Protecting Personal Business Information

Personal business is the term used to describe tasks or activities which are carried out by a company, a person, or individual on their own. Examples include managing finances, completing household chores, or keeping appointments. It could also be a reference to creating and running your own small business based upon your abilities, interests, and experience as a sole proprietor individual.

Although privacy laws for data differ from countries to countries and states to state but they all share the same definitions of what is considered personal information. Personal data is defined by the CCPA, Connecticut’s law, and other laws as any information that could be reasonably linked to an identifiable individual in the absence of data that has been de-identified or made public. In addition the CCPA provides a classification of sensitive personal data that requires even greater protection than other forms of data.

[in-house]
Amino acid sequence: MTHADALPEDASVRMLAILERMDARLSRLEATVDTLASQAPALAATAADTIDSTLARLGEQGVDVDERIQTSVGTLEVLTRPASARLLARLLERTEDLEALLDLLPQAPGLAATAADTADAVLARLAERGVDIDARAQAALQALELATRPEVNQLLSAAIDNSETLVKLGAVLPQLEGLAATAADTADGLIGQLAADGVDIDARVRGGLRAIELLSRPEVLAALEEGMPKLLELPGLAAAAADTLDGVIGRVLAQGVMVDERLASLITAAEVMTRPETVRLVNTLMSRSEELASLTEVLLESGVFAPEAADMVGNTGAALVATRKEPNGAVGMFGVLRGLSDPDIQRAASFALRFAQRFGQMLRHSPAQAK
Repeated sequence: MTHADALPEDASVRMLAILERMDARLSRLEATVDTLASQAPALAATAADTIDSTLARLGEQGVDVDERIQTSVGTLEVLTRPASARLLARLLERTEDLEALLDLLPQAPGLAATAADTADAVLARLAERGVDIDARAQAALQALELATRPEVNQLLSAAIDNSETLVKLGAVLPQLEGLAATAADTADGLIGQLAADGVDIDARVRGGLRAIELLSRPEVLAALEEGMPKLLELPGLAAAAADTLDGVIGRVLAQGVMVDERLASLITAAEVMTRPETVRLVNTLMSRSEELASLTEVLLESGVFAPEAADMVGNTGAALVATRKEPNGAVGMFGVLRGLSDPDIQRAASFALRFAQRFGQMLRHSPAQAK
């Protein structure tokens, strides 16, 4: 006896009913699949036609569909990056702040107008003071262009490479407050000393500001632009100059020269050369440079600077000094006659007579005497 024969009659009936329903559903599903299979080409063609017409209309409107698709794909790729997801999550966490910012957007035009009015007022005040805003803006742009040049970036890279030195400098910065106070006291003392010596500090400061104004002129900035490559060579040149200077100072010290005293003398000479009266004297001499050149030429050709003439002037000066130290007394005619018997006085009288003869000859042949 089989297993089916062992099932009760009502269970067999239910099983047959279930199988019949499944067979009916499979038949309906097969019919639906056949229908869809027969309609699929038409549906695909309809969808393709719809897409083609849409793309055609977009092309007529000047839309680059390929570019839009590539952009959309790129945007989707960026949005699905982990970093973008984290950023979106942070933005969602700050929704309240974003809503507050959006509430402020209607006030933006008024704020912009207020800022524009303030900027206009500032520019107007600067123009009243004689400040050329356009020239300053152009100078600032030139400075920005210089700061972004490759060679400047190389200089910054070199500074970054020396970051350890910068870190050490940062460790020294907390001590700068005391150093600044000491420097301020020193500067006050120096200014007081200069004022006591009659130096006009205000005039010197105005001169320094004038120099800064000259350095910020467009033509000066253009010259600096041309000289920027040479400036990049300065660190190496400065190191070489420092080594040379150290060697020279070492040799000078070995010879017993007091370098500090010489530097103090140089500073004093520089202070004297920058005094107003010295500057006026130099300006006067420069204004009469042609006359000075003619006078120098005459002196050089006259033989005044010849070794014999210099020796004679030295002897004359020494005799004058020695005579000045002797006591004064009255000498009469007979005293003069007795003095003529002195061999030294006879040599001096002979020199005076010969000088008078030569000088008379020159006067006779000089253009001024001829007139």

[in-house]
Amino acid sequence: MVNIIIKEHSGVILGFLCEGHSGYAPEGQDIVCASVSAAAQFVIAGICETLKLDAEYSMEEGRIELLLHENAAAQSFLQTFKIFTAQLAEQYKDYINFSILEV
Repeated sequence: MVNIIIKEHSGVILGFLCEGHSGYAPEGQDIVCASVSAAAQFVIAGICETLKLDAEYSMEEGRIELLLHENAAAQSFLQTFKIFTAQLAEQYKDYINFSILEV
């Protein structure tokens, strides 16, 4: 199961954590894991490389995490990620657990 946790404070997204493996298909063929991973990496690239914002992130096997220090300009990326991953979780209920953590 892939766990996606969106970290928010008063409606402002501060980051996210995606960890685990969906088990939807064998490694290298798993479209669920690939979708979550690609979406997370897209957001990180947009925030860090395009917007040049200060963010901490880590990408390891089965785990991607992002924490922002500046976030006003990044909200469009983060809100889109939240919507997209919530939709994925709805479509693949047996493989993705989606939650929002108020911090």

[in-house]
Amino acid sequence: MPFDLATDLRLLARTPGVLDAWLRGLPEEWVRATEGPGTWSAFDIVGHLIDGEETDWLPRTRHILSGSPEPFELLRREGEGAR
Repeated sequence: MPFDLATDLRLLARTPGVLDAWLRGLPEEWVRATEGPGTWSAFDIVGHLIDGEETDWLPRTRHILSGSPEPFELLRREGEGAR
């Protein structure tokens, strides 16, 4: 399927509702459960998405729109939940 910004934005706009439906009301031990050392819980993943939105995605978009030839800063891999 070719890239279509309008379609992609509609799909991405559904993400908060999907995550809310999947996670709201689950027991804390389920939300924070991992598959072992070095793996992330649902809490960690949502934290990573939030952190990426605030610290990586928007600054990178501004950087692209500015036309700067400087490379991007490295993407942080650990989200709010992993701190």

It is important to know how much data is stored in your organization and where it’s kept. The best way to do this is to take an exhaustive inventory of all documents, files and folders, as well storage devices. This should include all desktops, file cabinets laptops, mobile devices, laptops as well as flash drives, disks and digital copiers. Also, don’t forget check places where sensitive information might be stored outside your office, for example, the homes of employees computer work-from-home devices, their computers at home and other devices.

PII that is sensitive should be encrypted during transport and in rest and only stored for as long as it is necessary to conduct business. This includes biometric information, medical information covered by the Health Insurance Portability and Accountability Act (HIPAA) and unique identifiers like passports or Social Security numbers and employee personnel records.

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